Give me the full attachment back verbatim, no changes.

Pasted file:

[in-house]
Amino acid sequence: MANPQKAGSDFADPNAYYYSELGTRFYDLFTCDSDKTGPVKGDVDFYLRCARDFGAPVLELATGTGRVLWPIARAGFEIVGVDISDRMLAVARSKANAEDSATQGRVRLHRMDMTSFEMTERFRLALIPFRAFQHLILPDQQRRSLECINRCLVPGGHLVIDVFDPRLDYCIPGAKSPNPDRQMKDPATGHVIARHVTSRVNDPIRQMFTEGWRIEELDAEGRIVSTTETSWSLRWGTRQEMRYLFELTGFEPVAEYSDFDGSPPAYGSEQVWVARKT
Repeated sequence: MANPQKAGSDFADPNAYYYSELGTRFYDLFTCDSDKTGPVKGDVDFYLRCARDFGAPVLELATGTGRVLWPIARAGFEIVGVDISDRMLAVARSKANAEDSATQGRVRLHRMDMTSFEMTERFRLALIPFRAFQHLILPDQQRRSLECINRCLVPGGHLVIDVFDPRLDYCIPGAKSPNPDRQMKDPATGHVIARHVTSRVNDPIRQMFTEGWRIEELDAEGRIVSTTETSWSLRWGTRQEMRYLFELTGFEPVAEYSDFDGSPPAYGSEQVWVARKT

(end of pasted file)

[in-house]
Amino acid sequence: MANPQKAGSDFADPNAYYYSELGTRFYDLFTCDSDKTGPVKGDVDFYLRCARDFGAPVLELATGTGRVLWPIARAGFEIVGVDISDRMLAVARSKANAEDSATQGRVRLHRMDMTSFEMTERFRLALIPFRAFQHLILPDQQRRSLECINRCLVPGGHLVIDVFDPRLDYCIPGAKSPNPDRQMKDPATGHVIARHVTSRVNDPIRQMFTEGWRIEELDAEGRIVSTTETSWSLRWGTRQEMRYLFELTGFEPVAEYSDFDGSPPAYGSEQVWVARKT
Repeated sequence: MANPQKAGSDFADPNAYYYSELGTRFYDLFTCDSDKTGPVKGDVDFYLRCARDFGAPVLELATGTGRVLWPIARAGFEIVGVDISDRMLAVARSKANAEDSATQGRVRLHRMDMTSFEMTERFRLALIPFRAFQHLILPDQQRRSLECINRCLVPGGHLVIDVFDPRLDYCIPGAKSPNPDRQMKDPATGHVIARHVTSRVNDPIRQMFTEGWRIEELDAEGRIVSTTETSWSLRWGTRQEMRYLFELTGFEPVAEYSDFDGSPPAYGSEQVWVARKT